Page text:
Another inspirational section of the new website displays inmate writings including letters, stories of “How I Came to Krishna Consciousness,” essays and poems. One of the best features is “Excerpts from letters.” On the old website, readers would have scroll down through pages of full letters to try and find something that struck them. Now, they can take a glance at a list of catchy one line quotes, then click on the one that appeals to them, make it expand, and read an inspirational excerpt from an inmate letter.
The list is full of gems from the very first one, a sweet, endearing letter from newcomer Michael W that will make anyone smile. “Devotees, greetings, be blessed, and blessed be Mr. Prabhupada,” he writes. “He really was a gifted man of God… I got your beautiful magazine today. I read it and put the pictures on my wall. I have seven pictures of Kṛṣṇa on my walls. I am just doing my time, one day at a time. I chant on my beads every day. I am a vegetarian and all my food goes to Lord Kṛṣṇa.”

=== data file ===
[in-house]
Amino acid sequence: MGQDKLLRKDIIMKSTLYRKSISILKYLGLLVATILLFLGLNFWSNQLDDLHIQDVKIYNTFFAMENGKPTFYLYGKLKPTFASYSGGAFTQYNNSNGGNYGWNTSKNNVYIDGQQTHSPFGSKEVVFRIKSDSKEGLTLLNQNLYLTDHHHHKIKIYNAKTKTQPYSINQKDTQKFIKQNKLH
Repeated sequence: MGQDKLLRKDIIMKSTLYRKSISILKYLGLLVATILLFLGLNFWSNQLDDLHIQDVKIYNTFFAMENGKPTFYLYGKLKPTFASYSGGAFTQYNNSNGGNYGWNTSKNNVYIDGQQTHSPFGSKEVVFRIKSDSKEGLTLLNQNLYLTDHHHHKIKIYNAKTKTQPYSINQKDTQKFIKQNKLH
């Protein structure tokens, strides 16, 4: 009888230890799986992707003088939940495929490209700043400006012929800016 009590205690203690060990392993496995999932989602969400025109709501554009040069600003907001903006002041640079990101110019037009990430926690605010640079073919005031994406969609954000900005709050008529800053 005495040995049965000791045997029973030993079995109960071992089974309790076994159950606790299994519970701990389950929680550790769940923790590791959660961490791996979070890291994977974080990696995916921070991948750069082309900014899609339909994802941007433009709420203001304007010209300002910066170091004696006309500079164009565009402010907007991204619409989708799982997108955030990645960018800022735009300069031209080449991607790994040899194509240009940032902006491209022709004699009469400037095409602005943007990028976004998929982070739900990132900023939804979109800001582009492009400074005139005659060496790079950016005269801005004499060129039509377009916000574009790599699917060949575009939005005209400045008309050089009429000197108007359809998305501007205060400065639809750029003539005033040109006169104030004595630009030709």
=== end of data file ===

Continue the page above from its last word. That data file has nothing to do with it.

Andre D. in Daytona Beach, Florida writes, “ I really enjoy chanting. I’ve noticed that when I chant it helps calm my mind. I have never experienced anything that calms my mind like chanting. It feels natural to me and I like it.” He adds: “When I read about Krishna Consciousness it confirms the unspoken thoughts and feelings I’ve always had about the subject of spirituality. To me it’s like I’ve encountered the truth I’ve always known but was unable to explain.”
Other inmates have taken to Krishna consciousness so fully that they are now seriously preaching it to others.
“Our program has grown a lot,” writes James S. in Salem, Oregon. “New men are becoming interested in Kṛṣṇa consciousness. I give a Bhagavad-Gita class every day on the yard. Then we have our own worship service…. We have many interfaith discussions. And so many faiths are coming to our worship service; Christians, Buddhist, Islam, Wicca, and even two Vedanta impersonalists. We all chant Hare Krishna together. And dance in great joy!
At our worship, we try to engage everyone. Like the chapel orderly, by setting up a fan, or to bring a table, something, anything. And the chaplain, who lights the candle. He’s made so much advancement over the past six years, last time he was dancing down the hall, singing Hare Kṛṣṇa maha mantra, matches in hand. Some men bought japa beads at our canteen and chant Hare Kṛṣṇa! They read Prabhupada’s books and preach to their friends. Actually, due to wonderful devotees like you, this whole prison has become a holy Dhama! Because Prabhupada has come in the form of his books, CDs and DVDs.”